holy water in Basic D&D

In Basic D&D, Holy water is actually a much worse deal than flaming oil. I don’t know why I ever got it.

1983 Basic equipment list.

1983 Basic equipment list.

Holy water does 1d8 damage to undead creatures. Not too bad: in Basic, only a fighter could reliably do more than 1d6 damage with an attack, and only if you were using the variable weapon damage optional rules. Holy water is still potentially a good choice for a rogue or a magic-user faced with undead.

Flaming oil, on the other hand, did 1d8 the first round and 1d8 the second – twice the damage. Furthermore, it hurt nearly every creature, including undead.

Not only was holy water half the damage and more situational, it also cost 25 gp per vial, compared to oil’s 2 gp.

If I were to play Basic again, I think I’d at least double holy water’s damage.

Tags: ,

4 Responses to “holy water in Basic D&D”

  1. Dyson Logos says:

    Flaming oil needs to be lit to work. So one action to throw the oil, another to strike the target with a torch.

    Also, a lot of DMs have stopped allowing flaming oil, on the basis that lamp oil in medieval times wasn’t really flammable.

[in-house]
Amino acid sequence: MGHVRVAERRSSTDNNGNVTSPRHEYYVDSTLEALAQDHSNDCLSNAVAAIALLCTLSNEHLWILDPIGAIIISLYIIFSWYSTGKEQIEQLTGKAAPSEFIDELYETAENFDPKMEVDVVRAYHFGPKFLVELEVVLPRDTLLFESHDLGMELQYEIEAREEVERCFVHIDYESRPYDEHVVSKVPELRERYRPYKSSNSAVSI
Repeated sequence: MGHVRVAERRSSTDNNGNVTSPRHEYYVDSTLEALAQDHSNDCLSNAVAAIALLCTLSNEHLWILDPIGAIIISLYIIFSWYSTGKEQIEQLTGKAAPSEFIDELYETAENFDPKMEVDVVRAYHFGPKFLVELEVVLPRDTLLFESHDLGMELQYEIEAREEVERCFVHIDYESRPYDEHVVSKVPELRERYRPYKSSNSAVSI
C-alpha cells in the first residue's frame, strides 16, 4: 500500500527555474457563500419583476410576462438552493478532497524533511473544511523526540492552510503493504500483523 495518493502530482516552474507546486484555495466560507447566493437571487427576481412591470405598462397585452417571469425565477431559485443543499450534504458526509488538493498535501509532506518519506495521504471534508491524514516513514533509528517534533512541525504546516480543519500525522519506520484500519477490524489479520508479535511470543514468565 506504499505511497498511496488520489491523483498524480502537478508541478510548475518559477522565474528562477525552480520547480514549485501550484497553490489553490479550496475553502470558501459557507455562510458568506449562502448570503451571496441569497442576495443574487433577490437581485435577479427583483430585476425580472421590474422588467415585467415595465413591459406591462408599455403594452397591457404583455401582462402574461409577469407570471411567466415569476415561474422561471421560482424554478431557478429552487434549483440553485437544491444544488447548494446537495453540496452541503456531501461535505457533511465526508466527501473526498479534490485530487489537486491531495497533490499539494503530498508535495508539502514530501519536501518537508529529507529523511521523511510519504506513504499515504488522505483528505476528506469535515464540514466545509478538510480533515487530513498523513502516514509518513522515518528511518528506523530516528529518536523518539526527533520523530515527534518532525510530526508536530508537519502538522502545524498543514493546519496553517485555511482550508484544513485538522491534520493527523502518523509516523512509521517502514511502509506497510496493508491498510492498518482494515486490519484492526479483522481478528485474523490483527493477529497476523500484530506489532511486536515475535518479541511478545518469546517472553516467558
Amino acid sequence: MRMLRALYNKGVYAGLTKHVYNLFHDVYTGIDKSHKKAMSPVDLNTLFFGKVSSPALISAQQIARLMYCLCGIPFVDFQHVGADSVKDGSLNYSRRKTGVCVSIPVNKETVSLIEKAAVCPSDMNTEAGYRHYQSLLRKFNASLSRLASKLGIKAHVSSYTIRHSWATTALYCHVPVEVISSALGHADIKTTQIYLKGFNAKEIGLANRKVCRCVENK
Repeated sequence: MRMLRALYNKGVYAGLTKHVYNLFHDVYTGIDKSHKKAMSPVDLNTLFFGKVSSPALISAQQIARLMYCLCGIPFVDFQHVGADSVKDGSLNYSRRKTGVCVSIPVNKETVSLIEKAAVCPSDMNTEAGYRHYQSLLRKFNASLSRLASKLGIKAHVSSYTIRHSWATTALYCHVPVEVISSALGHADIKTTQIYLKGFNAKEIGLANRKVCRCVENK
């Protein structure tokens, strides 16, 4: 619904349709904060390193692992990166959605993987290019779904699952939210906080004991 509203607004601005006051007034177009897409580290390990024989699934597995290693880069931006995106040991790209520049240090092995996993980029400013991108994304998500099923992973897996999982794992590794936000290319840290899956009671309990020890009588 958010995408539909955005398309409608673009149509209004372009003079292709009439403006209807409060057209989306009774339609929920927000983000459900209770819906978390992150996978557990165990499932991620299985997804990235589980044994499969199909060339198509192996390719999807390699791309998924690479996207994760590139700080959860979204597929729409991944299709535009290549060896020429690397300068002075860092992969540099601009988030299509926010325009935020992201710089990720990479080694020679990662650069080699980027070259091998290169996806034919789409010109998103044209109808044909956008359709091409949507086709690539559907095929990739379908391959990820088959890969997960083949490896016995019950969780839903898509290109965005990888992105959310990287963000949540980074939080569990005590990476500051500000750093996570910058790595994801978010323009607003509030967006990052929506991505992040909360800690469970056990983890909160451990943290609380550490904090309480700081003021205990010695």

That said, yeah, as written, Holy Water was a bad investment unless you planned on carpet-bombing your own party (which I’ve also seen).

  2. Pierce says:

    One thing you’re forgetting is that Holy Water had special applications that were (and maybe still could not be in 4e) replaced. Holy water could consecrate a grave, preventing a vampire from reforming, and dousing evil altars with it might purify them of their profane nature. It was more flexible then a chart, and I like the idea of treating more flexibly in 4e, too.

    Which is not to say that you’re overall point about 4e alchemy being too costly isn’t still true.

  3. Williams says:

    First off I just want to say that I read this blog often and want to thank you guys for putting together such a an interesting group of articles.
    Now about the flaming oil and the holy water. Like Pierce said it has other applications and I would also point out that some forms of undead are immune to fire making holy water worthwhile in that regard for those situations.

  4. David Lawson says:

    Also, unlike oil, holy water doesn’t result in an undead creature that is attacking you while it is on fire.

Leave a Reply